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The 2004 Sundance Film Festival

SF Station Goes to Sundance

Friday, January 16th marked the beginning of the 2004 Sundance Film Festival, held annually in Park City, Utah. Sundance has become the most popular film festival in the United States, and the event itself represents a cross section of the entertainment industry. For two weeks in January, Park City becomes the ultimate point of convergence for the creative and the commercial. It's as studio-oriented as it is independent, as Billy Bob as it is Paris Hilton.

I attended Sundance for four days this year, and the festival's opening weekend was as frantic as I've seen it. Crowds of what Park City locals call PIBs (People in Black) descended upon the mountain town 45 minutes up the canyon from Salt Lake City, most of who hail from Los Angeles and New York.

In a social sense, Sundance serves as an arena in which the Hollywood tragic, the creative dreamers, and the lovers of film and celebrities can all intermingle in the severe cold. Indeed, the very first night we went to Main Street in Park City the traffic, both automobile and pedestrian, came to a grinding halt with the advent of a grey Hummer containing Paris herself, the tragic, troll-like Nicole Richie at her side. They were not dressed for the cold weather.

The stars and celebrities aside, I was able to catch a handful of films this year, several of which took hours of waiting out in the cold in order to get a seat. Here are some comments on four of the films I was able to see.

Saturday, January 17

Written and directed by character actor extraordinaire Ray McKinnon, this tale of hope and tragedy stars Billy Bob Thornton as Joe, a well-meaning guy that always ends up on the wrong side of the law. The film begins with Joe driving his family car off of the road as police chase him. His wife Chrystal (Lisa Blount) is terribly injured in the crash, and they lose their only son. Joe goes away for twenty years, and when he gets out, the loss of their son is the centerpiece in the tension between Joe and Chrystal. Filmed on location in the Ozark Mountains of Arkansas, Chrystal is a beautiful, languid piece of filmmaking. It's far from perfect, but as far as being something different, well, it has achieved that. Frankly, I'd be somewhat surprised if it got picked up for distribution because it is a rather slow moving affair, but all in all it was a worthy effort.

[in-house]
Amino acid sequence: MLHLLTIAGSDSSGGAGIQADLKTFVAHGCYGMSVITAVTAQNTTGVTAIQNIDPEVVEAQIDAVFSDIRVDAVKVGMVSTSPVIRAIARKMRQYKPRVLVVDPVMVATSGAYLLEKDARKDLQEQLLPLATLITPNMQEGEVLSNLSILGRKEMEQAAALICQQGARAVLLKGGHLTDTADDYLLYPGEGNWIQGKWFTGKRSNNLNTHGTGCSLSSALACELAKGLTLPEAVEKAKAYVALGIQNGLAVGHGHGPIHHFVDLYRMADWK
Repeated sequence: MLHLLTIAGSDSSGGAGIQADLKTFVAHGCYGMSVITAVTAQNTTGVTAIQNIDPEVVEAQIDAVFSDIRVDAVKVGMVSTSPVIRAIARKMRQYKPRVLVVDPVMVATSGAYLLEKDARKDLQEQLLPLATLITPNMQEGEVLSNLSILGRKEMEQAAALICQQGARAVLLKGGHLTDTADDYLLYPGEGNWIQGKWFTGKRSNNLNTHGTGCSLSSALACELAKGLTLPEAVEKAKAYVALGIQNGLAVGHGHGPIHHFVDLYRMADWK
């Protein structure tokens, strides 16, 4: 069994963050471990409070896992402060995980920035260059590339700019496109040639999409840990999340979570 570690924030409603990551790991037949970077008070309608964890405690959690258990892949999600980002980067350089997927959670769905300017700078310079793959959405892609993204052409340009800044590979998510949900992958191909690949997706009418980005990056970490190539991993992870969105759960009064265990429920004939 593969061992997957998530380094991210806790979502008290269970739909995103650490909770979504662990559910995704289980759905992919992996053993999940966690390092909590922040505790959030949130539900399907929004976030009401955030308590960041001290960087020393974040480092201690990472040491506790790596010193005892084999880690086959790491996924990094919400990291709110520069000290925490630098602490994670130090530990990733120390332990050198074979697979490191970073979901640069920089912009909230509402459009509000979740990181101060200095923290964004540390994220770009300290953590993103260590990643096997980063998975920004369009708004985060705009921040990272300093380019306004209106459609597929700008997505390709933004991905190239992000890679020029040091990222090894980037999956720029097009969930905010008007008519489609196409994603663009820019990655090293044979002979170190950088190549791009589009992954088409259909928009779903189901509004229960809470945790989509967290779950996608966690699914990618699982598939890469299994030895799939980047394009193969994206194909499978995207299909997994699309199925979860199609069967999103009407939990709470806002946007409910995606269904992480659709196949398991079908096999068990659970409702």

Sunday, January 18

This documentary focuses upon the relationship between two musicians, Anton Newcombe, of the Brian Jonestown Massacre, and Courtney Taylor, of the Dandy Warhols. I went into this movie knowing very little about either of these bands (the Dandies have at least had some radio play), but came away from it wanting to hear just about everything they've done. Director Ondi Timoner sifted through over 1500 hours of footage, shot mainly in the second half of the 1990s. The music is fantastic and the storylines are at once funny and tragic. Definitely a high point of this year's festival.

Open Water
When a poorly-organized diving trip leaves two divers out on the open sea, the most basic human fears of being eaten come into focus. Written and directed by Chris Kentis, this was without a doubt one of the most intensely frightening movies I've seen in a while. The key word here is: sharks. Luckily for non-Sundance goers who are interested in seeing this film, Lion's Gate has picked up the North American distribution rights.

Monday, January 19

One Point O
The most hyper-stylized film I saw this year was One Point 0, which fits quite nicely into the "mindfuck" category. Jeremy Sisto plays a computer programmer named Simon J., and his name isn't the only Kafka quality this film has. It's set somewhere in the near future, in a strange apartment building. Simon J. keeps receiving empty brown boxes in his apartment, and he gradually starts unraveling. Jeff Renfroe and Martienn Thorsson co-direct this slow, eerie drama with artistic eyes. While One Point 0 hasn't been picked up yet, there's a good chance it will, considering its artsy feel and strange moralistic messages.


Some of the films with the heaviest buzz in the earliest part of the festival are:

Super Size Me: This documentary about a man who eats nothing but McDonald's for a month, gaining thirty pounds in thirty days, is in the process of being sued by McDonald's. But it was the most talked-about film at Sundance, and chances are it'll be distributed, so long as it survives the wrath of the Golden Arches.

Garden State: A quirky comedy starring Natalie Portman and Scrubs' Zach Braff (who also wrote and directed the film), Garden State has been picked up in a joint venture by Miramax and Fox Searchlight.

Well, that's it from Sundance this year. Keep it Indie, y'all.